Sarah Wildman

Sarah Wildman is a Prospect senior correspondent and a frequent contributor to the New York Times. She was a Spring 2006 Milena Jesenska Journalism Fellow at the Institute for Human Sciences, in Vienna, Austria, the first North American to receive this grant, and has been based in Europe since October 2005. Previously, Wildman was a contributing writer for the Advocate magazine and a Pew Fellow in International Journalism at the Johns Hopkins School for Advanced International Studies. Before accepting the Pew fellowship, Wildman was on staff at The New Republic. Her work has also appeared in Elle, The Christian Science Monitor, Travel & Leisure, Democracy: A Journal of Ideas, The Washington Post, Glamour, Marie Claire, Rolling Stone, Salon, The Jerusalem Report, and O (the Oprah magazine).

Recent Articles

Gay Rites Movement

Sunday, Nov. 2 dawned sunny and hot, more like late spring than mid-autumn. At St. John's Episcopal Church in Washington's posh Georgetown neighborhood, the open doors brought a welcome bit of air to women in sleeveless dresses, who drew shawls loosely about their shoulders. The rector, choir members and seminarians were surely sweating beneath their crisp white robes as they filed in behind a woman carrying a heavy gold cross.

NOW What?

When Carol Moseley Braun made her formal announcement on Sept. 22 that she was running for president, newspaper stories on the senator-turned-ambassador ran with a paragraph reminding readers that the announcement came on the heels of twin endorsements by the National Organization for Women (NOW) and the National Women's Political Caucus. The news of that support hit with such a soft impact -- the aforementioned paragraph usually appeared well down in the piece -- that it went all but unnoticed. The only major headline about NOW's endorsement ran on the editorial page of The New York Times, which chastised the "feminist outpost" for its "silly" choice of a "vanity" candidate. Kim Gandy, president of NOW, slammed the Times for "trivializing ... women and our concerns."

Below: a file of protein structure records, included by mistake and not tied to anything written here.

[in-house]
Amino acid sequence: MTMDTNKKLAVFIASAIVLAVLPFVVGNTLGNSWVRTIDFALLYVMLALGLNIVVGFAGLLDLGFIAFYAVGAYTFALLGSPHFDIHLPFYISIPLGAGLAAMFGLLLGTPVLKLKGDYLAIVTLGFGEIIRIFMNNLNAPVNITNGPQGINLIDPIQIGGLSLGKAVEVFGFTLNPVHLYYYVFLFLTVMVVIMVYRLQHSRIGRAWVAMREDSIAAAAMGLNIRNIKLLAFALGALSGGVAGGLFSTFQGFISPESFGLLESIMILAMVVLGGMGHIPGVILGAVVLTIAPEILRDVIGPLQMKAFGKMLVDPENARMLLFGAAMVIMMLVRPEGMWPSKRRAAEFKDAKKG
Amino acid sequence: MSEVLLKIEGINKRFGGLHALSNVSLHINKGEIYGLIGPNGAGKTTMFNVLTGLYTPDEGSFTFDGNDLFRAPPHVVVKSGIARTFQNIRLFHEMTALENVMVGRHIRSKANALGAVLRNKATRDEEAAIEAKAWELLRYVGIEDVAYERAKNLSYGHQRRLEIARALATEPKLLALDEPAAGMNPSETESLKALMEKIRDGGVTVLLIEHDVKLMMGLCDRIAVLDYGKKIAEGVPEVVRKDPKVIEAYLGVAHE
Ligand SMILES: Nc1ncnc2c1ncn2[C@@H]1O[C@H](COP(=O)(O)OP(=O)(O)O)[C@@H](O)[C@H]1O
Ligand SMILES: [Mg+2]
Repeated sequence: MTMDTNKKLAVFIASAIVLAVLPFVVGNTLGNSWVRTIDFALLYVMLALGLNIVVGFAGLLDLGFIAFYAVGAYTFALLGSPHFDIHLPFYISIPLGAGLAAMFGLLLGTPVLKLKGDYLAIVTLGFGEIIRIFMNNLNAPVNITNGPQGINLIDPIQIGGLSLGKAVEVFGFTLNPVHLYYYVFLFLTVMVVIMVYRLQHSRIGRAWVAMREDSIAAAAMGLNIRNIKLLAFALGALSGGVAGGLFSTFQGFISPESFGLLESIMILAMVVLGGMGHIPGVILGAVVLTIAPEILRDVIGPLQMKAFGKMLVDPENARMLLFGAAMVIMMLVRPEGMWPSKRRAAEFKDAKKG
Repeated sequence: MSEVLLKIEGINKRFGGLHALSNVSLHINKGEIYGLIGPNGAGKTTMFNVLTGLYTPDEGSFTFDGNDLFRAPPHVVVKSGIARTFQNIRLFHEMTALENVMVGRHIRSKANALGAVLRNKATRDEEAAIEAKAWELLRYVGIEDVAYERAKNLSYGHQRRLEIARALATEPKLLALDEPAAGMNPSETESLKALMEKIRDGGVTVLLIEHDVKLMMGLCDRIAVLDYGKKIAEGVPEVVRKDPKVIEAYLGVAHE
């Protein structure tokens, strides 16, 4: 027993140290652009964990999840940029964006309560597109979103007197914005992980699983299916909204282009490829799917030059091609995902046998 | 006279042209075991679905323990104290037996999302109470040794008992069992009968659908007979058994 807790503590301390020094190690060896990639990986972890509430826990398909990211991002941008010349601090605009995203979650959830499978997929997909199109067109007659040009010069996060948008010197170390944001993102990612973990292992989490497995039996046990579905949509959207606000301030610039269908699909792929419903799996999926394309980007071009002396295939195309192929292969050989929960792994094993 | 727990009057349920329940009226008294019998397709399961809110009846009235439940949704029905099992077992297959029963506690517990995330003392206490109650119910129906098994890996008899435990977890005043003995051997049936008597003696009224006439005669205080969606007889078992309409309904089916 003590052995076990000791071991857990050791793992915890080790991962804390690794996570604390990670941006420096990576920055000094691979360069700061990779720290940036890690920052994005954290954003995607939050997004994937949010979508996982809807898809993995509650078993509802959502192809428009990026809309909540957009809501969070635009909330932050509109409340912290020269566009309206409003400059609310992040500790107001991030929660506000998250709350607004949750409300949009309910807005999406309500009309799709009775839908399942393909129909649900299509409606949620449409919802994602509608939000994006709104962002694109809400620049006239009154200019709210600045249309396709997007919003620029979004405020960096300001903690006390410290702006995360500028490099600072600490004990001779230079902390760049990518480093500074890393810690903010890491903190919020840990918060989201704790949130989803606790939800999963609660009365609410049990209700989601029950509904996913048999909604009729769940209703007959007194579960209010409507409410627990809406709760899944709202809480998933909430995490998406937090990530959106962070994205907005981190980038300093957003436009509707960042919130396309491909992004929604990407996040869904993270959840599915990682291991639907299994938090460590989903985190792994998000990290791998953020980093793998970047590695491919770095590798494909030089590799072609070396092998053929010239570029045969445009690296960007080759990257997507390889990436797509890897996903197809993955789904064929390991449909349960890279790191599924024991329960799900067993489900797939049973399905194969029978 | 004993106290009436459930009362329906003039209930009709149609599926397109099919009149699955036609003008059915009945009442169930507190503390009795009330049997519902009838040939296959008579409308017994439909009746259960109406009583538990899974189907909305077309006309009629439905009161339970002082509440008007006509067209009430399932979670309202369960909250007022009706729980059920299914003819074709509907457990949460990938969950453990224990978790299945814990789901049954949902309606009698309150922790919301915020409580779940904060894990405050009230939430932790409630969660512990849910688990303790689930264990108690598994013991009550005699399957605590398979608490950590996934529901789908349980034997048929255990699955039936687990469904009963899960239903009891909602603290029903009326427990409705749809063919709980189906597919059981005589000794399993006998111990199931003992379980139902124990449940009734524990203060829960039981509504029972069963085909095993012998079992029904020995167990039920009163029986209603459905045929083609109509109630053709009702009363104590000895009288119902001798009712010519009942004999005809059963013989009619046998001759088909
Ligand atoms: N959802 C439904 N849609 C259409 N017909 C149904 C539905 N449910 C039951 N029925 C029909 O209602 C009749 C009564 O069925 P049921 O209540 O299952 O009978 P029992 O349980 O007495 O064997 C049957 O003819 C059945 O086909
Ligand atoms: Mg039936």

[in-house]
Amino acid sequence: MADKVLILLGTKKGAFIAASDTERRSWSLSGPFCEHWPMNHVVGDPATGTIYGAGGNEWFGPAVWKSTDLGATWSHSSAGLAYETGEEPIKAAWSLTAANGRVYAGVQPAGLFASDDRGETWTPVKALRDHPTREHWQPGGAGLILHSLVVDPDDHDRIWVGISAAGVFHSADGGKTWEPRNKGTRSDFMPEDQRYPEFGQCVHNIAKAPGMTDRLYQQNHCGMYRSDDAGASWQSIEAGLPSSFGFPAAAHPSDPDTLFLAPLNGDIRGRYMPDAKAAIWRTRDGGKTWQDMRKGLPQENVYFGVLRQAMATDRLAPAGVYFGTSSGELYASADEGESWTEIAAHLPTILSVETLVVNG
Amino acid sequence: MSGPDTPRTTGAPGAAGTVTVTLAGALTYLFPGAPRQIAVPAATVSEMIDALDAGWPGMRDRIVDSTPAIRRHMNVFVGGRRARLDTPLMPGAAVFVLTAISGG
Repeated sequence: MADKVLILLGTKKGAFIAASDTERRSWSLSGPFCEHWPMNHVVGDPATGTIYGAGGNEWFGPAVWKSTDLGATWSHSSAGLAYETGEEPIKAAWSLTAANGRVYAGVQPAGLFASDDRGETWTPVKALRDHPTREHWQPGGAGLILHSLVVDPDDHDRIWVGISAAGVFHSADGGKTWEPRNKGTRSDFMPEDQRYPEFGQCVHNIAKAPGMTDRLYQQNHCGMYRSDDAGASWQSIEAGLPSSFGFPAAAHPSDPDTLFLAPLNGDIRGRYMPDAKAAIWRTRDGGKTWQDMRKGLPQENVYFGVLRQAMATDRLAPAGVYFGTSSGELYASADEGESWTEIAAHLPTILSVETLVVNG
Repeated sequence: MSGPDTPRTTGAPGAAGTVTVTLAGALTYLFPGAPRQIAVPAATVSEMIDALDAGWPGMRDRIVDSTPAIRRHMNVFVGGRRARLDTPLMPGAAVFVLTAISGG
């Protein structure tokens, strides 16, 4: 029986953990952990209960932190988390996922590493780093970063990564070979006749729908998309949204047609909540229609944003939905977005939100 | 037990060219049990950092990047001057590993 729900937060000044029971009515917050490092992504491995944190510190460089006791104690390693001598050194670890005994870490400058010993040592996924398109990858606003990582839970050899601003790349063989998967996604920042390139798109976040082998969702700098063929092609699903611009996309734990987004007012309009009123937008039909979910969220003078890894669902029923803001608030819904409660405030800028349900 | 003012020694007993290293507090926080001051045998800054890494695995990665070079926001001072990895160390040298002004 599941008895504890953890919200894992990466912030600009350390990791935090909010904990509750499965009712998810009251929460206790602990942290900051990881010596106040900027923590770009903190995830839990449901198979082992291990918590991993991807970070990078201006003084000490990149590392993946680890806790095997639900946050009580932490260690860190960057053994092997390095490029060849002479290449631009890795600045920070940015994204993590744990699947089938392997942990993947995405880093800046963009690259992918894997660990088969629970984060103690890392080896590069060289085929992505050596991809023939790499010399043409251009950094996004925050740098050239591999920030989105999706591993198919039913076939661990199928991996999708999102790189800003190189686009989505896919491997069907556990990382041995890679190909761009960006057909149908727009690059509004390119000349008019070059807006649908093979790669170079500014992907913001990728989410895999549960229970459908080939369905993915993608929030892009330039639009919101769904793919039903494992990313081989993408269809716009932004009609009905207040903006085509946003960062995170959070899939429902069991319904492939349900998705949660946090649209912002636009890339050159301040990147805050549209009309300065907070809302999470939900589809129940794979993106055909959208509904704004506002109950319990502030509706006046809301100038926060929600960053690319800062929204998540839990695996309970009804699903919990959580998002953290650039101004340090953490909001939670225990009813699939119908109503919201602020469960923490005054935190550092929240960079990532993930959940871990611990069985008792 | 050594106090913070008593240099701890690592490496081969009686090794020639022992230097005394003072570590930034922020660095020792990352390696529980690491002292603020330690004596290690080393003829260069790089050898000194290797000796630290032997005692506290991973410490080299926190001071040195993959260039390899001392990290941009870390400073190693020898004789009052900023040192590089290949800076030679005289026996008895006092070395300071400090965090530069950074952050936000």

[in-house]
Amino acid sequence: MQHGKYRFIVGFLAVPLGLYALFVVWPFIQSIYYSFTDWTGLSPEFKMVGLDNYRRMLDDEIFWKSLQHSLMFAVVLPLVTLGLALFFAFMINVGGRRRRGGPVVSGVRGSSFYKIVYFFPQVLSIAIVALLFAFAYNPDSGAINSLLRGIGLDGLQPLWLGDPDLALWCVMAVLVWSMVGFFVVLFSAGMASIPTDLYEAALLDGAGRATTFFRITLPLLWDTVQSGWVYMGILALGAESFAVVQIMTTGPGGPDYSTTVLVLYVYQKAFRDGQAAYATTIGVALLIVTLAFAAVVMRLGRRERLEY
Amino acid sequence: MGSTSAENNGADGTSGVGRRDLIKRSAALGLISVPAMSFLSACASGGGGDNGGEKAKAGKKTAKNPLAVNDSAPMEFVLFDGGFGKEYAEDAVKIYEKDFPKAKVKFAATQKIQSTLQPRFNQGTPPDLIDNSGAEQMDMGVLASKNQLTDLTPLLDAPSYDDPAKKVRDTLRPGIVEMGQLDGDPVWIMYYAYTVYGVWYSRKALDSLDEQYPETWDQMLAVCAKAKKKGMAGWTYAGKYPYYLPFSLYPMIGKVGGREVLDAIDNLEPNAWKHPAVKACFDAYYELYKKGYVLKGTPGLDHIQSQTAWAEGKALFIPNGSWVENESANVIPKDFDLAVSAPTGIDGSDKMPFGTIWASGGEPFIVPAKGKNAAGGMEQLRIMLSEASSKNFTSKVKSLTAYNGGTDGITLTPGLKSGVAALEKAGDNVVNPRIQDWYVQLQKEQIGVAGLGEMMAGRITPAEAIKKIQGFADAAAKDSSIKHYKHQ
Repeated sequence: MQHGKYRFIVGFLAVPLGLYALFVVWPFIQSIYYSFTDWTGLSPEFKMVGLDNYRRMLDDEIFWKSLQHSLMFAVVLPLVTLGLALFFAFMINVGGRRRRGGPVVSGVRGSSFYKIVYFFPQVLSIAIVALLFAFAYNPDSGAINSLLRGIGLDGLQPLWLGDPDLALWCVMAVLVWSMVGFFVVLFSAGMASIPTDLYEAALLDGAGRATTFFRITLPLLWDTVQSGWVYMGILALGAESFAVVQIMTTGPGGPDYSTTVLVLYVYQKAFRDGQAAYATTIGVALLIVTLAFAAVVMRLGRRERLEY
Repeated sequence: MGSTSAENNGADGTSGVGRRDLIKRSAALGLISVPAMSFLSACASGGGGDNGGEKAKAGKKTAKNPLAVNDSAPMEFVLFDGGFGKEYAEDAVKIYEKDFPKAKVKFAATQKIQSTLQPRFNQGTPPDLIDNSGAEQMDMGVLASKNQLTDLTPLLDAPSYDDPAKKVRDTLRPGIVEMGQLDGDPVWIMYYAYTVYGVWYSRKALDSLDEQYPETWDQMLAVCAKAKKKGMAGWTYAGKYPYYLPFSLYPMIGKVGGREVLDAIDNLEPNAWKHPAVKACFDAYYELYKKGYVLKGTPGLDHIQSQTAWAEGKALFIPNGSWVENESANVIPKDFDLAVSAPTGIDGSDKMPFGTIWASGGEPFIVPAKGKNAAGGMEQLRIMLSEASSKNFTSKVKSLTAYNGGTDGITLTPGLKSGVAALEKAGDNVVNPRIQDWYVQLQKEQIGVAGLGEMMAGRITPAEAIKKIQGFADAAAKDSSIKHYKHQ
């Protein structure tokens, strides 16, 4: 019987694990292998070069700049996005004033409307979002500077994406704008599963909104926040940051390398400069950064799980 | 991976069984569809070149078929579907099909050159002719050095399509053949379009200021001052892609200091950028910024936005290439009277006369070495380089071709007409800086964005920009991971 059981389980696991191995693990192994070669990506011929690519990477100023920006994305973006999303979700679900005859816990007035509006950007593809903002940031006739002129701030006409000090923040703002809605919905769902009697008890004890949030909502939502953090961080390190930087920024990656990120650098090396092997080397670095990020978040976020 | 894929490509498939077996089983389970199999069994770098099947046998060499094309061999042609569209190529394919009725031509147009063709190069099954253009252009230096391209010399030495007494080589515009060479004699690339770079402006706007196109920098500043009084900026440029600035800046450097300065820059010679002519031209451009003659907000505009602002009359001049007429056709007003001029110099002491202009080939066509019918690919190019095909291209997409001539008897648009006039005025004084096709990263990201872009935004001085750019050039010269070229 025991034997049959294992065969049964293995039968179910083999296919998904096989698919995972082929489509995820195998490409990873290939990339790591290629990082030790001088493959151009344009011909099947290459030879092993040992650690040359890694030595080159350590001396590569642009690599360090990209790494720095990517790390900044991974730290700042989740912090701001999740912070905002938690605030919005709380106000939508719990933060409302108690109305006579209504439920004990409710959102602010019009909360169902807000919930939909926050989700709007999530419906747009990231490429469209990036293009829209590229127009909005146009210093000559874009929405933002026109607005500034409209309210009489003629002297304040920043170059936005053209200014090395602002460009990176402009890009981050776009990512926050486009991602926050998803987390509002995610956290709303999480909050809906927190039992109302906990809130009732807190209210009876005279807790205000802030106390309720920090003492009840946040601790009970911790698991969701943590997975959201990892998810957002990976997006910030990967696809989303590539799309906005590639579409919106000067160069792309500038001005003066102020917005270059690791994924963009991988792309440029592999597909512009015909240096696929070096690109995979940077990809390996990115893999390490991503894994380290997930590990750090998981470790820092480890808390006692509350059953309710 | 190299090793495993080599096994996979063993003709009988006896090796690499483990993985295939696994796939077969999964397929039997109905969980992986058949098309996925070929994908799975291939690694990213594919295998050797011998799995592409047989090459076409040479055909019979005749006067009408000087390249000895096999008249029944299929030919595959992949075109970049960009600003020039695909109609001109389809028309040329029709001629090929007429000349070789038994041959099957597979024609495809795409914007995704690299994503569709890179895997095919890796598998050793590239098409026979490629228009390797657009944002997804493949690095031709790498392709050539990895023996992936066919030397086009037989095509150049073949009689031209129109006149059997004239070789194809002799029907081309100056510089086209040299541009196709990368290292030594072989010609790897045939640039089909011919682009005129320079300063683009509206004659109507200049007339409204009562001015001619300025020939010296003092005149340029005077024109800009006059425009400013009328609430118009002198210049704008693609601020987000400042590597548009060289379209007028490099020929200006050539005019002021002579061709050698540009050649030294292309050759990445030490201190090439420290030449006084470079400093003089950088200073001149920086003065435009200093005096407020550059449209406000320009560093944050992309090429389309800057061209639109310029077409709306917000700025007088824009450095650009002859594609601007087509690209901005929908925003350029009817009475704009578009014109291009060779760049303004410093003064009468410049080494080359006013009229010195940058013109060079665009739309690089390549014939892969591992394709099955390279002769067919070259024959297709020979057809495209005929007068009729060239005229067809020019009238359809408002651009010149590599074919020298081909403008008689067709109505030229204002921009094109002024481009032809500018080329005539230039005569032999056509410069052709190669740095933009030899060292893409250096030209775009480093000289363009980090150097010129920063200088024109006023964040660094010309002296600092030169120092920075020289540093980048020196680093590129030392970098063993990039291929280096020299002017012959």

Bullies in the Pulpit

In late January 2001, the new administration had barely unpacked when George W. and Laura Bush paid a friendly visit to Cardinal Theodore McCarrick, the recently inaugurated leader of the Washington Archdiocese. On the heels of that supper, Karl Rove, together with Deal Hudson, editor of the Catholic magazine Crisis, organized a White House meeting with some 30 Catholic leaders. Soon after, the White House established a weekly Thursday morning conference call with a national panel of Catholic leaders, who have since used it to help secure (and squelch) ambassadorial and judicial nominations.